Shinichiro Sato

Understanding of Cutting Edge Chemistry Through Basic Equations of Motion

Shinichiro Sato , Associate Professor

Faculty of Engineering / Graduate School of Chemical Science and Engineering (Applied Chemistry, Department of Applied Science and Engineering, School of Engineering)

High school : Miyagiken Shiroishi Senior High School

Academic background : Graduate School of Chemistry II, Tohoku University

Research areas
Physical Chemistry, Quantum Chemistry, Polymer Chemistry
Research keywords
Laser, Photochemistry, Quantum Beat, Quantum Phase Control, Polymer Chemistry

Is Theory Necessary for Chemistry?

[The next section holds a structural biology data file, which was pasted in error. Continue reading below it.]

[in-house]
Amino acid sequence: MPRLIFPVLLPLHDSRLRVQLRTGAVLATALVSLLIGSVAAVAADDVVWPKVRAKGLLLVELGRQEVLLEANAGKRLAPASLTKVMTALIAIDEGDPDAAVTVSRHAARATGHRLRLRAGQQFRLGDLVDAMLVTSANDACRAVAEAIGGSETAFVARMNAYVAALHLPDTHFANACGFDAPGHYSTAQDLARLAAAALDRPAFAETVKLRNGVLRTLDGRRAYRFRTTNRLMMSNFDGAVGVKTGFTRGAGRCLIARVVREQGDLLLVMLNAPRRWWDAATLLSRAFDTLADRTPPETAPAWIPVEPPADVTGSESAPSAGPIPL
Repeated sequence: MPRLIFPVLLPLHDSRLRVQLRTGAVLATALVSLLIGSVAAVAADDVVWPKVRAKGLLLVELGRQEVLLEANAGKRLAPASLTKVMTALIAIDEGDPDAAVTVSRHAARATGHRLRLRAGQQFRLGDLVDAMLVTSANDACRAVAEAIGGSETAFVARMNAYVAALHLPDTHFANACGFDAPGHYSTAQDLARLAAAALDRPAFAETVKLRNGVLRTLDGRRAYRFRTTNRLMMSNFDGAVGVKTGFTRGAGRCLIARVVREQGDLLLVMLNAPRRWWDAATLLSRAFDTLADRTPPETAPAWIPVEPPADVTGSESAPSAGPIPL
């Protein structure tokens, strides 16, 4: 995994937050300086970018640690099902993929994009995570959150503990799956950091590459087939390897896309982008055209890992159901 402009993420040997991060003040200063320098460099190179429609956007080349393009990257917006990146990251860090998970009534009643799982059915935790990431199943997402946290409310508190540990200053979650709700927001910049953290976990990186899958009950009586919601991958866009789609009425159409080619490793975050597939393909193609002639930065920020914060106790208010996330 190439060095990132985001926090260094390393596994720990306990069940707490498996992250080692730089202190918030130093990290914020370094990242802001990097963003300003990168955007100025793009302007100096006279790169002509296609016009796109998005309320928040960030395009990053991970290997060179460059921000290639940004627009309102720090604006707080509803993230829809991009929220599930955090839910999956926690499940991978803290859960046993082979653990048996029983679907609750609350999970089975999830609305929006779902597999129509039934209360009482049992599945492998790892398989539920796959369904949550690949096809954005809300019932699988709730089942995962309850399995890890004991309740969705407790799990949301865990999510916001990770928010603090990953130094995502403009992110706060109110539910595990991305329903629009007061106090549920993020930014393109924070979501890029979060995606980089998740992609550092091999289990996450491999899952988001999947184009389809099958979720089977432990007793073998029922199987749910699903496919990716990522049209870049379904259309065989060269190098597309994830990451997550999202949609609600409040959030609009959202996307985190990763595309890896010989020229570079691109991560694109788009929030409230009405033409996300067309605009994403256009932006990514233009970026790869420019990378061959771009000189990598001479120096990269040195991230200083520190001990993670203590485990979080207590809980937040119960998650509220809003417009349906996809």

What do you imagine when you think of chemistry? You may believe that chemistry deals with change and diversity of substances and requires memorization of the periodic table, chemical formulas and reaction formulas. Chemistry in the scope of junior high and high school education is generally thought of in terms of arranging various properties of substances systematically. In fact, that image is right to a certain extent. However, modern chemistry cannot be explained only by that. When the Schr?dinger equation, which is an equation of motion representing the movement of an atomic nucleus and electrons, was found in the early twentieth century, chemistry changed significantly to a study that holds the possibility to predict all properties of all substances by solving this equation. Chemistry for understanding and predicting various properties of substances based on the Schr?dinger equation is called quantum chemistry. Dr. Linus Pauling, who received the Nobel Prize in Chemistry in 1954 and is also known as the father of modern chemistry, developed the concept of covalent bonds and hybrid orbitals and greatly contributed to the establishment of the modern chemical theory based on quantum chemistry. Many Japanese chemists have made extraordinary contributions to the development of quantum chemistry. In 1981, Dr. Kenichi Fukui of Kyoto University became the first Japanese to receive the Nobel Prize in Chemistry for research on establishing quantum chemical theory for chemical reactions. I entered the Department of Chemistry II in the Faculty of Science at Tohoku University in 1982 when people were still excited by Dr. Fukui’s award of the Nobel Prize in Chemistry. Soon after entering university, I was invited to join the Quantum Chemistry Study Circle and started studying quantum chemistry with extreme difficulty. I think this event affected the direction of my research later. When I became a senior and selected a laboratory, I decided to conduct research on quantum chemistry without hesitation. After graduating from the master’s program, I felt a stronger compulsion to directly verify prediction of theoretical chemistry through my own experiment. I became involved in a field of research that conducted experiments using laser photochemistry in which a theoretical prediction is most directly reflected. These years I am fascinated with the prediction of thermodynamic nature generated from polymer motion in a solution, which is a complex system, and with solving the equation of motion using a computer.